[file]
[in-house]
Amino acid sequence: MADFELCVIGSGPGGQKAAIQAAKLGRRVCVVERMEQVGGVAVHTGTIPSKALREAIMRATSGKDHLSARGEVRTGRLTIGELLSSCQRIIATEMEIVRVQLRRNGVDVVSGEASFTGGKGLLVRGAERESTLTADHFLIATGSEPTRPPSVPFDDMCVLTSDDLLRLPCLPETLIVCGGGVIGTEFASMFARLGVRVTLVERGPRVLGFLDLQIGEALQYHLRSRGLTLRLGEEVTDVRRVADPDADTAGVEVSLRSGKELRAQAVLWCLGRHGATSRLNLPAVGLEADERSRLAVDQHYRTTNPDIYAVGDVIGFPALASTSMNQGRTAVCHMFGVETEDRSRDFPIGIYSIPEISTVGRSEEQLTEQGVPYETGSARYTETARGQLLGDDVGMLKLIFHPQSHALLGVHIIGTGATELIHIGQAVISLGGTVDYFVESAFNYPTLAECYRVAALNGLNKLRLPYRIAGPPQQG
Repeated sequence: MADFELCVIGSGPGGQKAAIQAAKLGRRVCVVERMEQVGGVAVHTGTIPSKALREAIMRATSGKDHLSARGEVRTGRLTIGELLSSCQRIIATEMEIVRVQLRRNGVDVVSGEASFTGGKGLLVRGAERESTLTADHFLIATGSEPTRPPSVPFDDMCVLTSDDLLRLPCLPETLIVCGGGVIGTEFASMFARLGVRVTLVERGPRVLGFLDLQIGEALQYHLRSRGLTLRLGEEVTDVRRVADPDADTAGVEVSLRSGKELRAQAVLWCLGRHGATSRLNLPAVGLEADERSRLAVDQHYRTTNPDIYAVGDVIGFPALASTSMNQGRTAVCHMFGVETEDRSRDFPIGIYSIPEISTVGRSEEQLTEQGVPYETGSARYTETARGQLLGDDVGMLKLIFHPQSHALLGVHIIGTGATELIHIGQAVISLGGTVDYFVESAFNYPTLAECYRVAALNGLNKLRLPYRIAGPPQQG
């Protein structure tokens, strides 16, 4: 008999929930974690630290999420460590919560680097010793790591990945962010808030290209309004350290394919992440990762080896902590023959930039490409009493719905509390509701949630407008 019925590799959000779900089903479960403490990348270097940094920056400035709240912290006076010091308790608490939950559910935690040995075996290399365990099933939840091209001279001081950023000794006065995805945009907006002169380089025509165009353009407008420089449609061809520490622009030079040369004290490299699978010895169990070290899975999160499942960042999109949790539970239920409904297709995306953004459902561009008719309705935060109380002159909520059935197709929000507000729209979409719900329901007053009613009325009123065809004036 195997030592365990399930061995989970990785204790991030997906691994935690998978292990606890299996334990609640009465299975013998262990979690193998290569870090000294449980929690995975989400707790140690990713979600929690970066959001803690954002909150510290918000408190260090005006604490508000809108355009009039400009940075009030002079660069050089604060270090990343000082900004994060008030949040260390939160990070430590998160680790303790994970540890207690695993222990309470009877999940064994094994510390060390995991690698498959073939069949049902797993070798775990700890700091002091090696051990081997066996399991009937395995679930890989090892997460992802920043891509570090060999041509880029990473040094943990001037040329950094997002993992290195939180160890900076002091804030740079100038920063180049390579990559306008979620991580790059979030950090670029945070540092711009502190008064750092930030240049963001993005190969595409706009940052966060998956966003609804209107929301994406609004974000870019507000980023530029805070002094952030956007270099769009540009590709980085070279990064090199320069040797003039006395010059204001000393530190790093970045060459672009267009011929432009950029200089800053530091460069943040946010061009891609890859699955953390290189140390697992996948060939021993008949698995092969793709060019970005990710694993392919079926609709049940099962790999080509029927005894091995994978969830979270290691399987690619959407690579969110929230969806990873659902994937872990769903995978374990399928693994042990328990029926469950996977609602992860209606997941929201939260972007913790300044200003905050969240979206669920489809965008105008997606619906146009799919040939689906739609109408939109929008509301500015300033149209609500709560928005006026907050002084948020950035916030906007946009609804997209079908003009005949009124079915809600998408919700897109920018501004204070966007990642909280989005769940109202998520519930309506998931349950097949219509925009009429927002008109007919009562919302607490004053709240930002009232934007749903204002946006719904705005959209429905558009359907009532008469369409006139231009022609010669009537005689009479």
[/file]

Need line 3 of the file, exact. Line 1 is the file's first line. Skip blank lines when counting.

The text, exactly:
Repeated sequence: MADFELCVIGSGPGGQKAAIQAAKLGRRVCVVERMEQVGGVAVHTGTIPSKALREAIMRATSGKDHLSARGEVRTGRLTIGELLSSCQRIIATEMEIVRVQLRRNGVDVVSGEASFTGGKGLLVRGAERESTLTADHFLIATGSEPTRPPSVPFDDMCVLTSDDLLRLPCLPETLIVCGGGVIGTEFASMFARLGVRVTLVERGPRVLGFLDLQIGEALQYHLRSRGLTLRLGEEVTDVRRVADPDADTAGVEVSLRSGKELRAQAVLWCLGRHGATSRLNLPAVGLEADERSRLAVDQHYRTTNPDIYAVGDVIGFPALASTSMNQGRTAVCHMFGVETEDRSRDFPIGIYSIPEISTVGRSEEQLTEQGVPYETGSARYTETARGQLLGDDVGMLKLIFHPQSHALLGVHIIGTGATELIHIGQAVISLGGTVDYFVESAFNYPTLAECYRVAALNGLNKLRLPYRIAGPPQQG